16/04/07 (B391) Ethiopia’s Invasion of Somalia (Invasion de la Somalie par l’Ethiopie) (En Anglais – Info lecteur)

that the forces of ‘transitional president’ Abdillahi Yusuf and
his Ethiopian allies have committed war crimes against civilians in the course
of trying to subdue the citizens of Mogadishu is no surprise.

Much more surprising, and morally satisfying, is the news that the European
ministers and officials, who have so vociferously and uncritically supported
Abdillahi in his bid to represent himself as Somali President, may also be
implicated in these charges. Whatever the judicial position, the European
Union is certainly morally guilty of doing its upmost to prop up the essentially
otiose transitional federal government, whose only significant political action
since its formation has been to get the Ethiopians to try to force their authority
on Somalia.

What is particularly astonishing, and in my view inexcusable, is the imperialistic
behaviour of the European politicians and bureacrats in completely ignoring
Somali public opinion and its overwhelming rejection of Col. Abdillahi and
his followers.

There are many causal strands in the present conflagration of violence in
Mogadishu, but the most obvious and the most regrettable is the external recognition
that Abdillahi has been given by people who clearly have closed their minds
to his lack of support within Somalia. One could say that it is only ignorance,
but I am afraid that it is worse than that, it is wilful ignorance on the
part of those whose democratic values seem not to be applied to the Horn of

There is certainly no lack of ignorance within Somalia on how Abdillahi was
appointed transitional president with massive Ethiopian support and how, with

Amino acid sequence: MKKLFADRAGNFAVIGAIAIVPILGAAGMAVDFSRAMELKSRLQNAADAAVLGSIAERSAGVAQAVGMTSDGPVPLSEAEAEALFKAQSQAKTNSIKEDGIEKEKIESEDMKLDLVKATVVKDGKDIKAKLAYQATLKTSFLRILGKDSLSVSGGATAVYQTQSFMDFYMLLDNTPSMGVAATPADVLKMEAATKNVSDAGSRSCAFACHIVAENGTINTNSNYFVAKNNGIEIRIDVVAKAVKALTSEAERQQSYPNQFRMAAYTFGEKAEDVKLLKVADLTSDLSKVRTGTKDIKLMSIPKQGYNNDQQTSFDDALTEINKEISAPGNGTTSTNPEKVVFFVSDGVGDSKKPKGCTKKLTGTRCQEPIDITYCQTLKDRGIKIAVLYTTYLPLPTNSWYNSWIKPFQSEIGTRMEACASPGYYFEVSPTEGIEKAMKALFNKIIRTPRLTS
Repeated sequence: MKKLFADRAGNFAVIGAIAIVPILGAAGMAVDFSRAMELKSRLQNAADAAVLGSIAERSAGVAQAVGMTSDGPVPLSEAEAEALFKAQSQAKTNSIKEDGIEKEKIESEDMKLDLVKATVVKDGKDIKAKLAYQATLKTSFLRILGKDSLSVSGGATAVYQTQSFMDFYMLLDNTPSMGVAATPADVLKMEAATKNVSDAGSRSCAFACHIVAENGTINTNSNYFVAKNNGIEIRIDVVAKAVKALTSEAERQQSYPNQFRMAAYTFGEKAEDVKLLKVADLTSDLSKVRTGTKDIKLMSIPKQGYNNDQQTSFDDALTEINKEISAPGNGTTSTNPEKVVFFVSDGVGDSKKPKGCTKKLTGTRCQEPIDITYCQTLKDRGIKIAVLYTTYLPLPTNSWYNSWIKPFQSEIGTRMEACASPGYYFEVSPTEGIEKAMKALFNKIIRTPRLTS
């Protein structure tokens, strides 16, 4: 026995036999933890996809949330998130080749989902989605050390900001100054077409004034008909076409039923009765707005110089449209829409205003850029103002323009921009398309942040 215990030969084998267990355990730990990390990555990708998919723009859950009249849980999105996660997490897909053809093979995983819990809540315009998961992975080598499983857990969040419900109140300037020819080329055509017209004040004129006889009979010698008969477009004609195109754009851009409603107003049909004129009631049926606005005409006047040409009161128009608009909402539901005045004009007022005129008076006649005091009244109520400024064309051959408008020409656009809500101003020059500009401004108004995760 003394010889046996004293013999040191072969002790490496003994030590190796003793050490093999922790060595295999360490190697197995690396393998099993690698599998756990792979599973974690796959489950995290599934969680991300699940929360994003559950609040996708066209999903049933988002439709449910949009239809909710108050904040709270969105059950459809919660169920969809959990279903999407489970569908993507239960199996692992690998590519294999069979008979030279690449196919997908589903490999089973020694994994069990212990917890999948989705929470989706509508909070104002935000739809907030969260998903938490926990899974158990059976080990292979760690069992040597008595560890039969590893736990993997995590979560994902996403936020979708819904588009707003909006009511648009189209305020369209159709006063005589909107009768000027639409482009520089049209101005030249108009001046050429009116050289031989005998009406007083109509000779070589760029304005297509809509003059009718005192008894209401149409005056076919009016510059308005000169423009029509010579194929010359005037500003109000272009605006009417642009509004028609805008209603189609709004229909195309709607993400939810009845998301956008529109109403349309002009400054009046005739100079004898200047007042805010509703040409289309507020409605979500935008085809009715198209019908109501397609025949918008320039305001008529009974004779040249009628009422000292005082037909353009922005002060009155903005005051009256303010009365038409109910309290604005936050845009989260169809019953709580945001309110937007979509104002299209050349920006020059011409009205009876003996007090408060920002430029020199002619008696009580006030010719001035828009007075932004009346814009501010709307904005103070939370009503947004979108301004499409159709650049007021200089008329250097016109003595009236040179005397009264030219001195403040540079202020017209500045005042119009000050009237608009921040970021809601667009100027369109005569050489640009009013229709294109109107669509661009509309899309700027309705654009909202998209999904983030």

Ethiopian prompting, he chose as prime minister their candidate, a connection
of Prime Minister Meles himself. These links to Addis Ababa underlie the Ethiopian
invasion. Another obvious link is, of course, the loosely organised Islamic
Courts whose unwisely bellicose threats to Ethiopia, were provoked by Abdillahi’s
reliance on the Ethiopians.

Thus, in Somali ears the uninformed chorus of EU approval appeared to embrace
the supporting role of the Ethiopians and to attack the Islamists. It only
remained for the Americans (for whom the Ethiopians acted locally) to enter
the fray, inevitably against the Islamic Courts a tiny minority of whose leaders
were actually extremists. The Americans, of course, are equally ignorant of
the really amazing achievements of the Islamists’ brief months in power
in southern Somalia.

The Courts, with their mostly humble and poorly educated local leaders, did
more to restore order and social progress there than the US has done in Iraq
in four years. Nevertheless, the suspected connexions of a minority of the
Courts’ leaders played into the hands of Abdillahi who, not for the
first time, portrayed his enemies as Muslim terrorists.

He still does this, of course, and fails to distinguish those who actually
fit the description and those who are simply local citizens who consider that
he has no legitimacy. As a former separatist guerilla leader, like his Ethiopian
friend Meles, he might be expected to easily recognise birds of the same feather.
However, he protests suspiciously loudly and in his claims, to be fighting
Islamist terrorists includes in the same rubric non-Islamist tribal militias
representing the ordinary citizens of Mogadishu.

After the terrible atrocities which have been committed in his name these
local people will never forgive him. Abdillahi thus has no chance of ever
ruling Mogadishu—except under the kind of dictatorial oppression that
his ignominious predecessor General Mohamed Siyad Barre practised with American
and Italian support.

Is this what the European Union wants? God knows what the Americans might
want: the obscene results of their imperialist adventures in other parts of
the Islamic world give little cause for optimism

London School of Economics